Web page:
The mayor will take the money collected from what he calls deadbeats and cheaters to pay for the program.
A city council vote two weeks ago allows the state to seize the tax refunds of those who owe debts to the city. It is already paying dividends. And Emanuel said Monday he'll use most of the money for youth programs this summer.
The mayor arrived at the Harris Park Fieldhouse with good news for the children there and at other fieldhouses around Chicago. The financially-stressed city has come up with more money to fund park district programs.
"We are going to increase resources to the park district for our children this summer by 30 percent, $2.5 million, about 8,000 more children will have the ability to go to camp that they did not have before," Emanuel said.
The money is part of an $8.5 million dollar windfall that began flowing last month when the city council opted into a new state program. At the request of any local government, the Illinois comptroller will garnish the tax refunds of people past due on their unpaid tickets, fines and fees.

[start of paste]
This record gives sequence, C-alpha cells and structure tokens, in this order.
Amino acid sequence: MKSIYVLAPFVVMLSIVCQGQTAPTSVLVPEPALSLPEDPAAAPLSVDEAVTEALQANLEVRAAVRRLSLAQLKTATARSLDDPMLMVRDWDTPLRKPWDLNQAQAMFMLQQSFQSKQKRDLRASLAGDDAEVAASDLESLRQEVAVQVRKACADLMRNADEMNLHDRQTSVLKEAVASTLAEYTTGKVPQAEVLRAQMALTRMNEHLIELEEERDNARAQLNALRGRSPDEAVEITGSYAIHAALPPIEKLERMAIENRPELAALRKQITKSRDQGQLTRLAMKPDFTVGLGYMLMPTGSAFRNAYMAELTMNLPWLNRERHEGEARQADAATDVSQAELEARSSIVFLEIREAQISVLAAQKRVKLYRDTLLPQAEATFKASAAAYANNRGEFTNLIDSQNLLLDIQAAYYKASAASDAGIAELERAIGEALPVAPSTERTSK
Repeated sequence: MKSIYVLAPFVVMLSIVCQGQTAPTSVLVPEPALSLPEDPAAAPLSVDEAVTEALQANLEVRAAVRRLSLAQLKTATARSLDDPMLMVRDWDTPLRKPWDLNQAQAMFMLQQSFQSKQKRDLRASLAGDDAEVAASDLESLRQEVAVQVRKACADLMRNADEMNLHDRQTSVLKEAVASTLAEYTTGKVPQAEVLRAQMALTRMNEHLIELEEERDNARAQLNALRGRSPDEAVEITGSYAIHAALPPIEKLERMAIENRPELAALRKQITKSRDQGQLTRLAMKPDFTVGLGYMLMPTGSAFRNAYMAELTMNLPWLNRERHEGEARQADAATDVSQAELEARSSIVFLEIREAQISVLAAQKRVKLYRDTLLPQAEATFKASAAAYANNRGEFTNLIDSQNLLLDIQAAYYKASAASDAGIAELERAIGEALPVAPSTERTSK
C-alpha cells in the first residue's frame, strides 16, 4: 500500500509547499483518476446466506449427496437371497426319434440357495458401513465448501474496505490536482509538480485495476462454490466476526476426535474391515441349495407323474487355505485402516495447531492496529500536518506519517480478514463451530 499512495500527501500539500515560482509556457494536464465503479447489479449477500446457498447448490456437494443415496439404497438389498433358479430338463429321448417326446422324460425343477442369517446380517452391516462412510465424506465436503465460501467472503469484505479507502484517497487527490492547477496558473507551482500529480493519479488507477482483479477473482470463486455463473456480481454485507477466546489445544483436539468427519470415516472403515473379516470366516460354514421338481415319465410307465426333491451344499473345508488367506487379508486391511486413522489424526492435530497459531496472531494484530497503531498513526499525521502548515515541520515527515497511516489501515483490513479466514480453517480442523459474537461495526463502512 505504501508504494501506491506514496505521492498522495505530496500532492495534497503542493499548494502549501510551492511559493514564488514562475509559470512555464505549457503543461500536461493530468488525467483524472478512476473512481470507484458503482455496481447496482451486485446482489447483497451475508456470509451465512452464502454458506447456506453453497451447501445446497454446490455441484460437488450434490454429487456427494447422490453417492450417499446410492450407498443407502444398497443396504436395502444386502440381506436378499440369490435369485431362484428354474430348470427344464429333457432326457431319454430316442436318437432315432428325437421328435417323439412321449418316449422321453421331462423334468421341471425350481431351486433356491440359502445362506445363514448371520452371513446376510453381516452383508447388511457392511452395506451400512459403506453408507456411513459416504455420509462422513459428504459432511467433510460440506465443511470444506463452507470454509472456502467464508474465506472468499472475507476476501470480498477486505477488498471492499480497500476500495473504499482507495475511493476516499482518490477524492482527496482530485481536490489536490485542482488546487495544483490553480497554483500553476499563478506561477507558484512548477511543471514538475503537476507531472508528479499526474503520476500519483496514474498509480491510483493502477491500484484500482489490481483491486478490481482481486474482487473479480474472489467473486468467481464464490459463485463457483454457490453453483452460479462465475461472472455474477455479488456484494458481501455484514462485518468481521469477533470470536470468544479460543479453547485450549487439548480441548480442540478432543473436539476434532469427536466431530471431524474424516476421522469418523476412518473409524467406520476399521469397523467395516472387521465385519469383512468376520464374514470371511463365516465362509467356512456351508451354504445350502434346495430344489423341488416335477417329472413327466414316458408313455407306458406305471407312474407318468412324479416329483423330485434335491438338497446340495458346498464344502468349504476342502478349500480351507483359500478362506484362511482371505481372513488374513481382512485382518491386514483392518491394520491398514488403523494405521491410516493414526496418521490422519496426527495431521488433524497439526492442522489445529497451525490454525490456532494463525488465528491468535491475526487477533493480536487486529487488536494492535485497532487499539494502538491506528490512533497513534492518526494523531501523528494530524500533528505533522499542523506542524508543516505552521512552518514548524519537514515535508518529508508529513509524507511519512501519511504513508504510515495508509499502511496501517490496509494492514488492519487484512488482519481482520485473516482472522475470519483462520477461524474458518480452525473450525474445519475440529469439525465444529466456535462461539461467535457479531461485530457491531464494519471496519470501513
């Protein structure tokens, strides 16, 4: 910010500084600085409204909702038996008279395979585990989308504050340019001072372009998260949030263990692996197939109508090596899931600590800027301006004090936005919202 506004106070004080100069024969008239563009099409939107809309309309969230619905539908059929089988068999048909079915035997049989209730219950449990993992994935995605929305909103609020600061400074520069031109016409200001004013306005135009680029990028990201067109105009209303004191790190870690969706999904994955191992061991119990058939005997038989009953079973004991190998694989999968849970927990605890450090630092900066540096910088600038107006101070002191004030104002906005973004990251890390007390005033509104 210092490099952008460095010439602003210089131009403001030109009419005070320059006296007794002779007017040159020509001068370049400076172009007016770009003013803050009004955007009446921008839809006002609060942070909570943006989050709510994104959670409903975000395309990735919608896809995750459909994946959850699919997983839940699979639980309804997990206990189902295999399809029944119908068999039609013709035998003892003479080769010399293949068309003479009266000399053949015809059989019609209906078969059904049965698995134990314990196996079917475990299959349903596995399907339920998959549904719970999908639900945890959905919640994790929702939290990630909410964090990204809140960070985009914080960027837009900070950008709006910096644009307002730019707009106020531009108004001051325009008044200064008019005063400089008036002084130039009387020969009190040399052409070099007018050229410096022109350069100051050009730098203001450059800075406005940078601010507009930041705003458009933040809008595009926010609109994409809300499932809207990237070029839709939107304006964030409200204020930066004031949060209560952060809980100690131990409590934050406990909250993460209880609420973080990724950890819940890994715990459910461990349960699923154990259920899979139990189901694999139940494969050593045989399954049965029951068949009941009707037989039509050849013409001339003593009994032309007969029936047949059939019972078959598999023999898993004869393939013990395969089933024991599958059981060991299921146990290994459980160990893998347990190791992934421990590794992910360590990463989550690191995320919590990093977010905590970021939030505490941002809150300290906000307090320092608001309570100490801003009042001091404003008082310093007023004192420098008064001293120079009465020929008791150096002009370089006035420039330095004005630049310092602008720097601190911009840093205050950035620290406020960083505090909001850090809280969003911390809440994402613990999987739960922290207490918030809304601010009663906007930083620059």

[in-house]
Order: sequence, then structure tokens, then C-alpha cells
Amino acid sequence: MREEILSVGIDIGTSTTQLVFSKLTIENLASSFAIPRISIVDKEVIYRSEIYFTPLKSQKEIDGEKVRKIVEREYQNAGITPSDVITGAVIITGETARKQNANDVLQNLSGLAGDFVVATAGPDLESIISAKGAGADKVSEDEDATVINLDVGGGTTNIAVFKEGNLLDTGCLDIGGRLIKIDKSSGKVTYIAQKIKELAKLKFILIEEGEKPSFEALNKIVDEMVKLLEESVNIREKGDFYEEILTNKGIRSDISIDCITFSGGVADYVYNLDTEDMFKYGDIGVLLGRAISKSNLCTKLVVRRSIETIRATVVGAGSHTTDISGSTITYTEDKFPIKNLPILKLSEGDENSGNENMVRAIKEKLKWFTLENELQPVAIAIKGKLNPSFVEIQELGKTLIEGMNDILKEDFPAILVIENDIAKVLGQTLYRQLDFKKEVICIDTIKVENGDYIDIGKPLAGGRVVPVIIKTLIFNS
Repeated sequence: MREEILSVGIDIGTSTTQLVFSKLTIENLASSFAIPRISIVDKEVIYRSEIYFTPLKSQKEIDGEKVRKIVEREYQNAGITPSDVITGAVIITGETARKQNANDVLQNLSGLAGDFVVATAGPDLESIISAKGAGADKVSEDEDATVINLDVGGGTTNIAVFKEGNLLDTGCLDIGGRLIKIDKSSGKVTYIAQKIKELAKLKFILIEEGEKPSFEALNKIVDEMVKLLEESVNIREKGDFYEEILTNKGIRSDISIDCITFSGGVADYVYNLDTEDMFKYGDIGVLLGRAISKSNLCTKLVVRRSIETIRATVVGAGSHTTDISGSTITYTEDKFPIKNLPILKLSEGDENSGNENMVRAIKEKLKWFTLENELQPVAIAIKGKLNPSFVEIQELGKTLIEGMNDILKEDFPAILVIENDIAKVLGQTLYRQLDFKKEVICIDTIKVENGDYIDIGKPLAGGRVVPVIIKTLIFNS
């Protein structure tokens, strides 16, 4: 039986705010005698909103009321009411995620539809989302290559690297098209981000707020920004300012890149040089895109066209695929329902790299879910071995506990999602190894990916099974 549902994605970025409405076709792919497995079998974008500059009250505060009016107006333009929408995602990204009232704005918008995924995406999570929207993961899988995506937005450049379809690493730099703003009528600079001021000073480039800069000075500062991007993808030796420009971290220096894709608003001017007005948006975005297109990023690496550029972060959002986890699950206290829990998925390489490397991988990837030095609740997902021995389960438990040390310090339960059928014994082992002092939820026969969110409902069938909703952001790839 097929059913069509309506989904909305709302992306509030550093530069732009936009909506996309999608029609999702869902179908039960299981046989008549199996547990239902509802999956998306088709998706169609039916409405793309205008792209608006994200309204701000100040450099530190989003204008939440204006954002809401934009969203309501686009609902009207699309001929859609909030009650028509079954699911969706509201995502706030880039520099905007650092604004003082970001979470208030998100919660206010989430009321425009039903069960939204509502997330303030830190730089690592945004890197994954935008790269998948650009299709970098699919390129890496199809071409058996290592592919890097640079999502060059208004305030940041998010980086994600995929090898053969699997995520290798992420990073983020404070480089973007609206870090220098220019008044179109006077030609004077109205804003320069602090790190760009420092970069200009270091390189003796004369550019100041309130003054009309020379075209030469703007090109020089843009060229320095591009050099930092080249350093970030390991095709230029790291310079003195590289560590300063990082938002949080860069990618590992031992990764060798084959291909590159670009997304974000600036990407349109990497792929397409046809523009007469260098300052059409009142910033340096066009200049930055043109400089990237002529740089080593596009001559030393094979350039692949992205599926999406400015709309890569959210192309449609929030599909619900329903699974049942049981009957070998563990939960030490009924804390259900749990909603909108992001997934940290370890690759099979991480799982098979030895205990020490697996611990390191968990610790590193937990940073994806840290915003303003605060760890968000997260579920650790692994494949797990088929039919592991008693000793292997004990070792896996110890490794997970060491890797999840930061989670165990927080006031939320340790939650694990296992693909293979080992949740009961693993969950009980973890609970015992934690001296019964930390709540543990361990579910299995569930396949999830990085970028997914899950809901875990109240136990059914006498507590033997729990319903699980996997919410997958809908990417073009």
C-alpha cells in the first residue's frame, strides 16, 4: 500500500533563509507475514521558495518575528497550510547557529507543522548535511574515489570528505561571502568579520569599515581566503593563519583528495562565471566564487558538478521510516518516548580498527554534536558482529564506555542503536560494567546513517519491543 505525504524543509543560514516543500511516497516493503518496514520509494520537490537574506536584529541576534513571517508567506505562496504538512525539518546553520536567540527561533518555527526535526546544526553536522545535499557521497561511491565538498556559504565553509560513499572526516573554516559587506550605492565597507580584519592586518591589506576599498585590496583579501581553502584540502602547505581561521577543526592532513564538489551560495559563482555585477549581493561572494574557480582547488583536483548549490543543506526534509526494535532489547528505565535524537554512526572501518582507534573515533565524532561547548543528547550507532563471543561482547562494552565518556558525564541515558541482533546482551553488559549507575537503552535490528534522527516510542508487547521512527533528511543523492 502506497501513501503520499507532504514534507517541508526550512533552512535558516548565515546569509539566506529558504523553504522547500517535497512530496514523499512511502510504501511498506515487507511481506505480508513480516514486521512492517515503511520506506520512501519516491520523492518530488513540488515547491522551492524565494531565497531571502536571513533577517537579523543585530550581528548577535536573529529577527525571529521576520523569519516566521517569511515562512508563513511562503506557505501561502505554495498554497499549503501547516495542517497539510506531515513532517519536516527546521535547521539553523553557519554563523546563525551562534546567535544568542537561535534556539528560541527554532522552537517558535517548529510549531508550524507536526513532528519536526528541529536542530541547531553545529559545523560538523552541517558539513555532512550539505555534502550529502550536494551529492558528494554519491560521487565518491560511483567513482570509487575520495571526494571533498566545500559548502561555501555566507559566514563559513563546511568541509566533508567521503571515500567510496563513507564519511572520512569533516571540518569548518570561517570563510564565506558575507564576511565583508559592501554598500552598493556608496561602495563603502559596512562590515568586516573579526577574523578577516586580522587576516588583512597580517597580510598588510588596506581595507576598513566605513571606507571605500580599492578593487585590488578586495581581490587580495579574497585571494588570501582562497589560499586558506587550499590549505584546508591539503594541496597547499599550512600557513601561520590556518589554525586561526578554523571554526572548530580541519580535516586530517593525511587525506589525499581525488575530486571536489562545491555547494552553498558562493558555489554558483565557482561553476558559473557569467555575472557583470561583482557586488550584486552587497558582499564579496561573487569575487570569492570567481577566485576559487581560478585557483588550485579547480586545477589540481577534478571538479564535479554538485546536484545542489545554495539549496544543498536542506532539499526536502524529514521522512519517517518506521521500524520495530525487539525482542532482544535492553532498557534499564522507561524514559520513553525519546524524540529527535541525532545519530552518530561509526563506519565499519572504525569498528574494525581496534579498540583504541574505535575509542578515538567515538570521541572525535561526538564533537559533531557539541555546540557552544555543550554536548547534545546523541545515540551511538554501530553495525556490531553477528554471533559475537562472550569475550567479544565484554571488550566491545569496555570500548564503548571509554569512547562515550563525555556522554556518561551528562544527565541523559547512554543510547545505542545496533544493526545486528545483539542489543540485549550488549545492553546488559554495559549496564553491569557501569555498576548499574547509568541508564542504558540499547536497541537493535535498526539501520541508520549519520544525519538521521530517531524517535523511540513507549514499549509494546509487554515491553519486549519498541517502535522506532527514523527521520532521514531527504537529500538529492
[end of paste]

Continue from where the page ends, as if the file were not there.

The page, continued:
Emanuel said Chicago is owed more by people who don't live in the city.
"Fifty-two percent of it is non-resident," Emanuel said. "We have written them, called them, asked them to pay their responsibility."
"Statewide, I think it will have a major impact," said comptroller Judy Baar Topinka
Topinka says her office has already mailed the bad news to 23,000 Illinois taxpayers that all or part their refunds will be garnished and the money sent to local governments.
After park district programs, the rest of the city's $8.5 million windfall will be spent in $2 million dollar chunks to expand the After School Matters program by 50 percent, to more than double the number of summer jobs for teens and young adults, and to hire another 50 chicago police officers.